Tuesday, May 3, 2011

The Working Artist

Plate from the Charles Bargue drawing course.

In a time when “inspiration” is all and execution and technique suspect, it is useful to remember the training artists underwent in much of 19th Century Europe.  Artists were trained at academies, where the work was rigorous and the competition for prizes was fierce.  It was this training that helped foster an artistic tradition of remarkable technical ability and polish – the fusion of expertise and artistic passion.  That the dominant form of 19th Century art is now called “academic” is a tribute to this tradition. 

One of the most prestigious schools was the Ecole des Beaux-Arts, founded in the 17th Century.  To join the Ecole, student artists had to be male, less than 30 years of age, and recommended by a teacher.  The Ecole worked to position artists as more than craftsmen – for, in addition to practical training, Ecole students were taught history, aesthetics, and theory.  This academic curriculum included intensive drawing, from plaster casts and the live model, and students competed for prizes, including the prestigious Prix de Rome (awarded from 1663 to 1968).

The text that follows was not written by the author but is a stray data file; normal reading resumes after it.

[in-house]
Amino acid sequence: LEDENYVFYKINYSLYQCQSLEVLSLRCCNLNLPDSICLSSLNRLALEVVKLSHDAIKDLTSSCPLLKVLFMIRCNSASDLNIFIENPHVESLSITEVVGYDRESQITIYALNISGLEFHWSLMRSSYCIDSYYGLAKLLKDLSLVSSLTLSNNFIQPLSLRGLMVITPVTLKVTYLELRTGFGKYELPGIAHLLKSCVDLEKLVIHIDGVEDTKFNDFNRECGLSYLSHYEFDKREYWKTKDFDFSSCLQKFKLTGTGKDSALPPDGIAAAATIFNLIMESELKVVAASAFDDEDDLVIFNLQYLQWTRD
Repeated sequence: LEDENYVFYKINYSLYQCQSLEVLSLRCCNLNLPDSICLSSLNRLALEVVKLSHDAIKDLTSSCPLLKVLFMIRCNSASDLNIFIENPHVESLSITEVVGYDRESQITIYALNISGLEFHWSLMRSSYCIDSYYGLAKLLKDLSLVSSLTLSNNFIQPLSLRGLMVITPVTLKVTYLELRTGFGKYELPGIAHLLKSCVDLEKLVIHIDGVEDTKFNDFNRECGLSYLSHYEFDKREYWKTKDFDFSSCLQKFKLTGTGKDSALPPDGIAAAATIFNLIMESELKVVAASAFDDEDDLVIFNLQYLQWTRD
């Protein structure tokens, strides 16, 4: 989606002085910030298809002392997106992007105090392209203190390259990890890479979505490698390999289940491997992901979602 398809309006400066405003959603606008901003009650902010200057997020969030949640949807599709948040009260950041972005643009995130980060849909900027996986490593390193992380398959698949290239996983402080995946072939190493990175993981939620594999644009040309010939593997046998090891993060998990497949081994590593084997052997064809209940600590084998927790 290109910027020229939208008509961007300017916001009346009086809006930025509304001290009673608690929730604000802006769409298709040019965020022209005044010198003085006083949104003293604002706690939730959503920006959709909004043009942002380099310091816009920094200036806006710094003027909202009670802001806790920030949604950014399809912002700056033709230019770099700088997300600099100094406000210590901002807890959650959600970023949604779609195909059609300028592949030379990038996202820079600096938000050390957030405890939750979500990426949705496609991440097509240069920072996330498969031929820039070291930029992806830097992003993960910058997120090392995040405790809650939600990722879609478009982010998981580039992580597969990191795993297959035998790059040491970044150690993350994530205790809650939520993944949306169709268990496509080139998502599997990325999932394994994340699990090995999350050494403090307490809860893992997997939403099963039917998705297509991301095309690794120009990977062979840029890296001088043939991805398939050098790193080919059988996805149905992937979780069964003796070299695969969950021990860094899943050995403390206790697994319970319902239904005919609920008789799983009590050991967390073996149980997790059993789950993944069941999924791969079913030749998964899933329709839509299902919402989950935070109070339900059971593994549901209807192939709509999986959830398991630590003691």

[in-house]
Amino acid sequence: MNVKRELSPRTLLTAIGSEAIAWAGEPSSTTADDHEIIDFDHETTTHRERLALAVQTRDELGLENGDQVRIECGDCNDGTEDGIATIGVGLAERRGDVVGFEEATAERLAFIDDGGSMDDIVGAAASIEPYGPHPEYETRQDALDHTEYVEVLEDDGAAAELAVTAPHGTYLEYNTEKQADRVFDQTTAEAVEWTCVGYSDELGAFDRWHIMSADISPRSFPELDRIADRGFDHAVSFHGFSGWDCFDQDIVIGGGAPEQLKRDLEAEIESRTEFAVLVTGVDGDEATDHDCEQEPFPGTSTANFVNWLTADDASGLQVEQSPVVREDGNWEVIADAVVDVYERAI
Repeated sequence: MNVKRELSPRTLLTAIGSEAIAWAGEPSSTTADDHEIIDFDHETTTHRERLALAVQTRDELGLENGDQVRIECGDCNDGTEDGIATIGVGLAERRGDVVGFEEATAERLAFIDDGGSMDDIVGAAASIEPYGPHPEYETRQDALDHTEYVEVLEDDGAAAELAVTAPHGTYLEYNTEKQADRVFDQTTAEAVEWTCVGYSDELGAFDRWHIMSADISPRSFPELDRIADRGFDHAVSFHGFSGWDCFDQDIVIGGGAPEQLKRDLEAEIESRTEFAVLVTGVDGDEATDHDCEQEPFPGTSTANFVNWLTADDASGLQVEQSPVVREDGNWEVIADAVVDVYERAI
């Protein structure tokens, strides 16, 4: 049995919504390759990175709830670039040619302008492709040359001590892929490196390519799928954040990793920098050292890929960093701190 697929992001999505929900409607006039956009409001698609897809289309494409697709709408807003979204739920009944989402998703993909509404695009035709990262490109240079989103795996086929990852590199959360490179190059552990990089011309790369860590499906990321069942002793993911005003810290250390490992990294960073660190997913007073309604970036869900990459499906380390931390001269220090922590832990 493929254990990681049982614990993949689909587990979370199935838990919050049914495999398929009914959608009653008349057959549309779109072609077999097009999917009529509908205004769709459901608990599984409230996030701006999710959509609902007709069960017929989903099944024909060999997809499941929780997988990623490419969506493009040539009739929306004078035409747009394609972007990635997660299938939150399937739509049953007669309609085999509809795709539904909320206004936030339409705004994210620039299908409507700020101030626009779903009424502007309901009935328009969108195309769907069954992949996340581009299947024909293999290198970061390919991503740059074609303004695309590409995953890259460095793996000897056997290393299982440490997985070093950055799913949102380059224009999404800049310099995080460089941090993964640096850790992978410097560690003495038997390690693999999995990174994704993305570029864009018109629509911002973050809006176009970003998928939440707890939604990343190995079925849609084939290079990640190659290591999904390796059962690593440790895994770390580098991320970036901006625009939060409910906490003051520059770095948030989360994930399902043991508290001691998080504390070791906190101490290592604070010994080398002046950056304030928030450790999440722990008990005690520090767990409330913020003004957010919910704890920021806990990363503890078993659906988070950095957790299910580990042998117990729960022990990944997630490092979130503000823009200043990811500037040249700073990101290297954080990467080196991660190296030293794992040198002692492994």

The rigors of competition seem incomprehensible in today’s world of post modern finger painting, but at one time, art was a discipline that required skill, erudition, insight and … endurance.  Competitions would last over the course of 106 days.  For the first lap, 100 artists would have 12 hours to sketch in paint a topic chosen by supervisor.  In the next round, 20 artists would work through four seven-hour sessions painting the male nude.  This would weed out half, with the remaining 10 artists producing an oil sketch in 12 hours on topics chosen by judges.  And then, at last, finalists had 72 days to create a large-scale painting based on the oil sketch.

Happily, there seems to be a movement in the art world (among artists, at least) to move away from the stunted, anti-human modernism and post modernism so prized by dealers and galleries, and return to both more rigorous artistic training and work in a more humanist ideal.  Fine Arts schools, neglected for decades by the art establishment (or, worse, sneeringly dismissed) are now flourishing across the country.  As working artists seek to recapture the expertise of the Old Masters, they find that many secrets have been lost to time.  Work to unlock and update these secrets continues apace, and I suspect that we will see a new flowering in years to come of the academic ideal.


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